var myArray = ['yellow', 'orange', 'red'] ;

alert(!!~myArray.indexOf('red')); //true

Demo

To know exactly what the tilde ~ do at this point, refer to this question What does a tilde do when it precedes an expression?.

4 upvote
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This was already posted year and half ago no need to repeat it. – Shadow Wizard

ECMAScript 6 has an elegant proposal on find.

The find method executes the callback function once for each element present in the array until it finds one where callback returns a true value. If such an element is found, find immediately returns the value of that element. Otherwise, find returns undefined. callback is invoked only for indexes of the array which have assigned values; it is not invoked for indexes which have been deleted or which have never been assigned values.

Here is the MDN documentation on that.

The find functionality works like this.

function isPrime(element, index, array) {
    var start = 2;
    while (start <= Math.sqrt(element)) {
        if (element % start++ < 1) return false;
    }
    return (element > 1);
}

console.log( [4, 6, 8, 12].find(isPrime) ); // Undefined, not found
console.log( [4, 5, 8, 12].find(isPrime) ); // 5

You can use this in ECMAScript 5 and below by defining the function.

if (!Array.prototype.find) {
  Object.defineProperty(Array.prototype, 'find', {
    enumerable: false,
    configurable: true,
    writable: true,
    value: function(predicate) {
      if (this == null) {
        throw new TypeError('Array.prototype.find called on null or undefined');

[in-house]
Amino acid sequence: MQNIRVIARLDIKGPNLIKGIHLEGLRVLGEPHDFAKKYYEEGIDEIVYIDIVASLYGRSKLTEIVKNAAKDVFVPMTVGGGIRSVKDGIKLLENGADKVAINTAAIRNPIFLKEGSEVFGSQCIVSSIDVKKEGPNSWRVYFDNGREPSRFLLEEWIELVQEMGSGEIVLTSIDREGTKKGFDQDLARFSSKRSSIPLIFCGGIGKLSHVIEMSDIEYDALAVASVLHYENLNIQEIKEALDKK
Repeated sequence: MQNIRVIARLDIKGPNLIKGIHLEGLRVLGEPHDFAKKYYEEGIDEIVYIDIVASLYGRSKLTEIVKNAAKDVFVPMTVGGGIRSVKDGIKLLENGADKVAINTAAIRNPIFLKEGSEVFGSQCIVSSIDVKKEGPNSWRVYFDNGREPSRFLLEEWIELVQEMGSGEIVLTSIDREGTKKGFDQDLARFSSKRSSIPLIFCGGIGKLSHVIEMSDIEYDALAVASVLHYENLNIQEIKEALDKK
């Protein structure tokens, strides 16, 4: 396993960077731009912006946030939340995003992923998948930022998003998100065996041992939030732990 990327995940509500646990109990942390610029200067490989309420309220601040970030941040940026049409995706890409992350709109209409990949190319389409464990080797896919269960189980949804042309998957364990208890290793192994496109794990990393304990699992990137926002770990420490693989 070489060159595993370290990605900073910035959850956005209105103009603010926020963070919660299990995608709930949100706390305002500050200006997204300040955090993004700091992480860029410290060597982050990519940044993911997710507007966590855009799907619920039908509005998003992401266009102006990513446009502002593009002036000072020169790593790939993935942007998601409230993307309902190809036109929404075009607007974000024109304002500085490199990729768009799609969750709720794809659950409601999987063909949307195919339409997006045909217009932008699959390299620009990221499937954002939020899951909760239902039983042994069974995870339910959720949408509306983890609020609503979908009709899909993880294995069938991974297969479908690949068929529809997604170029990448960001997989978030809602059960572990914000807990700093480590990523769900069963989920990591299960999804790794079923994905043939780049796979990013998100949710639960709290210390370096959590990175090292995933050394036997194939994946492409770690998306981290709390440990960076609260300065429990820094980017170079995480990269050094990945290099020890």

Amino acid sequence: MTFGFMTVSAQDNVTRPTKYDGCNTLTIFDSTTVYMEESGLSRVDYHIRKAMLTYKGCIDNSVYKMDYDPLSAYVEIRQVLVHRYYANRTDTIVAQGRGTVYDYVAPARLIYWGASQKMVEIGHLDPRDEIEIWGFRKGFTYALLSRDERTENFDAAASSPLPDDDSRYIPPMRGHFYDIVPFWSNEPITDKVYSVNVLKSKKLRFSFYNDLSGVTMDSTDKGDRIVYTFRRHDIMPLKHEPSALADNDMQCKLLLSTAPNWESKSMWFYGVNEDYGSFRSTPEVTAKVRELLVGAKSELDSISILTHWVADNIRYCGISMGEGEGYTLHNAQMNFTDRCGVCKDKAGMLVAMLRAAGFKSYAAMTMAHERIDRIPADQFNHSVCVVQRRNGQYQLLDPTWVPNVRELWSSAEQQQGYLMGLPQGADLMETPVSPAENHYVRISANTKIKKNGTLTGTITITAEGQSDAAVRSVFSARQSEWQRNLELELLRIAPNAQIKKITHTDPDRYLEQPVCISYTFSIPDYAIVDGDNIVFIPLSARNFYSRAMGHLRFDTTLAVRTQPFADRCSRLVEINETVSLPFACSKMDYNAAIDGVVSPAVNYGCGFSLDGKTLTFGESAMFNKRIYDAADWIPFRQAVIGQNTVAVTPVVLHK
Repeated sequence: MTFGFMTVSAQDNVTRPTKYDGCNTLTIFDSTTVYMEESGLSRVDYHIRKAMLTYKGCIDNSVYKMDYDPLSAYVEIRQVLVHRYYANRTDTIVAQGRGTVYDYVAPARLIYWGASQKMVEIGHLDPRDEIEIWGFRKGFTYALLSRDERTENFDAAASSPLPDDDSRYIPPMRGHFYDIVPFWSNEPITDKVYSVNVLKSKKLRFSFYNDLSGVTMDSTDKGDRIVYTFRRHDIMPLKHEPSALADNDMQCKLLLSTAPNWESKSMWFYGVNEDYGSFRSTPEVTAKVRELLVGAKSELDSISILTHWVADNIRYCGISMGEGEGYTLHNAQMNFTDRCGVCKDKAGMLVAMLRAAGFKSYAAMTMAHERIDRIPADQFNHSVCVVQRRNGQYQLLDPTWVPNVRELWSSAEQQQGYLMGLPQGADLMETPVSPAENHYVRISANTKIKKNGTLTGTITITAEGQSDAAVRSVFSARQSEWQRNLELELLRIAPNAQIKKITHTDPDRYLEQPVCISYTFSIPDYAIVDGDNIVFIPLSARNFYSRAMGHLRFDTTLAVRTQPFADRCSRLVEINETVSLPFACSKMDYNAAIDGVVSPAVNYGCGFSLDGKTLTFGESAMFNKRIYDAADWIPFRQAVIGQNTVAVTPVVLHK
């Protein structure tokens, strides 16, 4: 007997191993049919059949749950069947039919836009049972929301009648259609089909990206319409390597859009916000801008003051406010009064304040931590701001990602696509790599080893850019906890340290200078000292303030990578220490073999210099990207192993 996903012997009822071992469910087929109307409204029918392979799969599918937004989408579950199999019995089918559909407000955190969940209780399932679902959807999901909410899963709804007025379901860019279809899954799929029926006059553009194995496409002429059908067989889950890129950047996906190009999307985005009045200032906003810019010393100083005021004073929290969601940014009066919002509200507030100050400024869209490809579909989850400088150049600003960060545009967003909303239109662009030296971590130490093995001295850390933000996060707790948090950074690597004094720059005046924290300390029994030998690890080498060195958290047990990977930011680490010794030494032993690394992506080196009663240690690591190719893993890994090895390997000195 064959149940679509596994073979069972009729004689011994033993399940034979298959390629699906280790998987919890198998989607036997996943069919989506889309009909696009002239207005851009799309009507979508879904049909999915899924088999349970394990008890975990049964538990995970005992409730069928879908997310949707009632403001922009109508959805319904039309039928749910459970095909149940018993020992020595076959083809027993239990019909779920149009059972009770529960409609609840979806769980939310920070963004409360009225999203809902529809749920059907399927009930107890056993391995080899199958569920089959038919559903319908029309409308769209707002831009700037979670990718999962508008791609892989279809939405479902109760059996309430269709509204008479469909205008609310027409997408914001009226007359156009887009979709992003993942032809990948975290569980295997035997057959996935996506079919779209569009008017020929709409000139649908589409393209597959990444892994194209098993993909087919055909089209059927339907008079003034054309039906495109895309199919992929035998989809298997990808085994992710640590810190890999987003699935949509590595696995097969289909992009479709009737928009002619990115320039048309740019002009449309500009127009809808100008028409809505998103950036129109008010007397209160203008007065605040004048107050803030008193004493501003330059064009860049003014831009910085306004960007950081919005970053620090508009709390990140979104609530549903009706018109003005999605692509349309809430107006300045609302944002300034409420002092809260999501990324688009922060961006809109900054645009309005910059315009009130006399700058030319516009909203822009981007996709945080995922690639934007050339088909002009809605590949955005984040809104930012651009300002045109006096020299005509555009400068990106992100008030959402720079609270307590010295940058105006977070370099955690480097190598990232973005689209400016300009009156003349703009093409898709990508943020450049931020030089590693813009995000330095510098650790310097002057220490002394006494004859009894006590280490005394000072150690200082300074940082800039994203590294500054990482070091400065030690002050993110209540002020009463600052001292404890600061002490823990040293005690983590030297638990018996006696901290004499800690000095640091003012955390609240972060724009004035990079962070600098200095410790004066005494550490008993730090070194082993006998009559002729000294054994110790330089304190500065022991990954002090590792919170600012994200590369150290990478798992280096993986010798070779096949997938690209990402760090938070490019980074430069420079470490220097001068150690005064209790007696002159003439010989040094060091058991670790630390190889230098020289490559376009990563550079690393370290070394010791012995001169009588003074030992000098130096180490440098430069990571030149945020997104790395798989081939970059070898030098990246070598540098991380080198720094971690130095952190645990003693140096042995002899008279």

}
      if (typeof predicate !== 'function') {
        throw new TypeError('predicate must be a function');
      }
      var list = Object(this);
      var length = list.length >>> 0;
      var thisArg = arguments[1];
      var value;

      for (var i = 0; i < length; i++) {
        if (i in list) {
          value = list[i];
          if (predicate.call(thisArg, value, i, list)) {
            return value;
          }
        }
      }
      return undefined;
    }
  });
}

I use the following:

Array.prototype.contains = function (v) {
    return this.indexOf(v) > -1;
}

var a = [ 'foo', 'bar' ];

a.contains('foo'); // true
a.contains('fox'); // false

You can use Array.prototype.some()

const items = [ {a: '1'}, {a: '2'}, {a: '3'} ]

items.some(item => item.a === '3')  // returns true
items.some(item => item.a === '4')  // returns false

Upside to this is that the iteration is aborted once the element is found so unnecessary iteration cycles are saved.

One thing to note is that some() is not present in all js versions: (from the website)

some was added to the ECMA-262 standard in the 5th edition; as such it may not be present in all implementations of the standard

You can use it in Node.js without any issue. If you need to support all browsers then there's this polyfill (from the same link):

if (!Array.prototype.some)
{
  Array.prototype.some = function(fun /*, thisArg */)
  {
    'use strict';

    if (this === void 0 || this === null)
      throw new TypeError();

    var t = Object(this);
    var len = t.length >>> 0;
    if (typeof fun !== 'function')
      throw new TypeError();

    var thisArg = arguments.length >= 2 ? arguments[1] : void 0;